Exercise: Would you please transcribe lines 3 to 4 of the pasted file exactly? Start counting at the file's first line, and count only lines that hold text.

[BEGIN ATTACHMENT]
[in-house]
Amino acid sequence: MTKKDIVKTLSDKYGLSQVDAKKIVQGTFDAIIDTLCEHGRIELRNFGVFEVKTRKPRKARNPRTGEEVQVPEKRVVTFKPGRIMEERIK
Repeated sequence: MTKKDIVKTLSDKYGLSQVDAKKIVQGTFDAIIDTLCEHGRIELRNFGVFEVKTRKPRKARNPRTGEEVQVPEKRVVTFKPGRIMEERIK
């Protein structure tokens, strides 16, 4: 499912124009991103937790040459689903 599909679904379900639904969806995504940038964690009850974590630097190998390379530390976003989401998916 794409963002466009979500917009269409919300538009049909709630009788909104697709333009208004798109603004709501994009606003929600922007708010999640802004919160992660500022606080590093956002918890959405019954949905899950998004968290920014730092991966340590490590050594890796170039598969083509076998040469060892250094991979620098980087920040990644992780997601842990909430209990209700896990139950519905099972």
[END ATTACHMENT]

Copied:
Repeated sequence: MTKKDIVKTLSDKYGLSQVDAKKIVQGTFDAIIDTLCEHGRIELRNFGVFEVKTRKPRKARNPRTGEEVQVPEKRVVTFKPGRIMEERIK
């Protein structure tokens, strides 16, 4: 499912124009991103937790040459689903 599909679904379900639904969806995504940038964690009850974590630097190998390379530390976003989401998916 794409963002466009979500917009269409919300538009049909709630009788909104697709333009208004798109603004709501994009606003929600922007708010999640802004919160992660500022606080590093956002918890959405019954949905899950998004968290920014730092991966340590490590050594890796170039598969083509076998040469060892250094991979620098980087920040990644992780997601842990909430209990209700896990139950519905099972």